TL;DR: They’re good at injecting flavor into the game, are fun in small quantities, but when deployed en masse break the game.
This started as what was just going to be a flippant post to the Variance Hammer Facebook page, but on the drive home things…took a turn. So here we are, talking about how Command Points, and the problems with them, run pretty parallel to the problems 7th edition had with the Psychic phase.
But What About Formations?
“Wait!” You say. “Command Points and Stratagems replaced formations, everyone knows this!”
From a gameplay and source of mechanics perspective, this is correct. Command Points and Stratagems replaced Formations as “The expandable way to inject army-specific feel and special rules into the game”. But it’s not the intent of a mechanic, or what role it fills, that is often problematic. Sometimes, it’s the mechanic itself – and that’s where we hit the 7th edition psychic phase.
Looking back on my 7th edition retrospective, I had this to say about the Psychic phase:
I get what GW was trying to do with the psychic phase. Turning it into a mini-game with interaction on both sides and a little more strategy than it just being a “buff up and occasionally attack” phase. And with two or three Mastery Levels per side, it was enjoyable enough.
The problem was that it did not scale. As the number of warp charges goes up, powers become cumbersome to generate and to case. Everything slowed down, and because of the sheer volume of psykers on the field, the interaction of being able to try to Deny the Witch fades away under the avalanche of things being cast. And on the defense, there comes a point where, with enough dice being thrown, even needing 6’s doesn’t provide an obstruction to shutting down an opponent’s phase if they only have a caster or two.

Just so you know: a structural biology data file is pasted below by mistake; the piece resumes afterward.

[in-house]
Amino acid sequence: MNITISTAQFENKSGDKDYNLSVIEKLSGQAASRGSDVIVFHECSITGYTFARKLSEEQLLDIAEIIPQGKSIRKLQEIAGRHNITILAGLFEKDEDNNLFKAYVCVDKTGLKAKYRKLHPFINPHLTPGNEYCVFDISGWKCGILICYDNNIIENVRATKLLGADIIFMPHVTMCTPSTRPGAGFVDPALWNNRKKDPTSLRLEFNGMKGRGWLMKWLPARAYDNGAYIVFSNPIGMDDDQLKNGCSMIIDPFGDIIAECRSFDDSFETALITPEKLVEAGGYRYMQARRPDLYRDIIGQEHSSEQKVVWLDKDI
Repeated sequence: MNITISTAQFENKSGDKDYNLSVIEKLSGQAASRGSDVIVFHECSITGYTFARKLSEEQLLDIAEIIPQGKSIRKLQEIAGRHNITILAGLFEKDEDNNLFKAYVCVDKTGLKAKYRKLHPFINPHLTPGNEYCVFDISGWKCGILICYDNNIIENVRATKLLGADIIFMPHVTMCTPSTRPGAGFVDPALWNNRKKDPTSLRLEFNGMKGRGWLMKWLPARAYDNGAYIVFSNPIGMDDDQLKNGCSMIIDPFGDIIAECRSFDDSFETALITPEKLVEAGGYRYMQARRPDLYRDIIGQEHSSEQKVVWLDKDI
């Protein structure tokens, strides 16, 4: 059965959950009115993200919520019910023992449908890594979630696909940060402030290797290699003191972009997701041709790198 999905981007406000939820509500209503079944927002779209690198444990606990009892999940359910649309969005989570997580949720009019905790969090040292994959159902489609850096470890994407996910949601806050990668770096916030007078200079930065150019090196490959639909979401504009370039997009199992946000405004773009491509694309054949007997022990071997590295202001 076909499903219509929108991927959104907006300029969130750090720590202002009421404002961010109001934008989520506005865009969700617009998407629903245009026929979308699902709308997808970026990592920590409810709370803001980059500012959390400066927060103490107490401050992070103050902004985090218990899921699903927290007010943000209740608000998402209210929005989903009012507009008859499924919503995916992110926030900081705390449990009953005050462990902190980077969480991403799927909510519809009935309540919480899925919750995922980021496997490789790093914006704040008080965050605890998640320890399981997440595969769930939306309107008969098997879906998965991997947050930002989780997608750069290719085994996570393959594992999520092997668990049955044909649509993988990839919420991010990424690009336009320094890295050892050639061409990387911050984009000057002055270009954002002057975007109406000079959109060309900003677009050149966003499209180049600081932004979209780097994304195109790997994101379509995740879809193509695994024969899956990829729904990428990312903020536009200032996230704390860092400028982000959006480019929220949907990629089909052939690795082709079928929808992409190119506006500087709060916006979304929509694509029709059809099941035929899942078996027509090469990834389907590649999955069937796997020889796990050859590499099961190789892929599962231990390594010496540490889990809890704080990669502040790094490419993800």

Whether or not that’s “balanced” it’s anti-fun – you sit there while your opponent rolls dice, and with two, three, or four Mastery Levels being functionally equivalent to none, you sit there staring at your Librarian going “Why did I even bother?”
When it comes to it, the psychic phase when it was a Librarian vs. a Farseer, or a Chaos Sorcerer throwing down against a Rune Priest, was fun. It added a twist, it could push or pull units in particular directions, and allowed a player to concentrate a bit of force multiplying power on a particular unit.
But certain armies had access to lots of power dice, and that’s when things got bad. I asserted at the time that the psychic phase wasn’t fun for three reasons:
- Having access to lots of powers boosted units well past their “standard” strength
- There was no interaction with your opponent – this was just something that happened to you
- There were few/no counters available
Do those elements seem…a little familiar?
The Problem with Command Points
There’s two problems, as I see it, with Command Points as a game mechanic: 1) They’re deterministic. 2) They don’t involve interaction. Let’s talk about each of these in turn:
Deterministic: As opposed to stochastic (or random), deterministic processes have a predictable outcome. Most of Warhammer 40K is random – you can say what should happen, but not what will happen. Indeed, the entire existence of this blog is predicated on that fact. But by and large, Stratagems are not – you spend your points, you get your effect. Sure, some of these effects are themselves random, but many of them are not. The units hiding in the Webway show up. Your lone surviving Space Wolf goes on a rampage. You get your extra artifact. Your dying Knight can make that last shooting attack…you get the idea.
Now this isn’t, inherently, a problem.
But it does make other problems worse.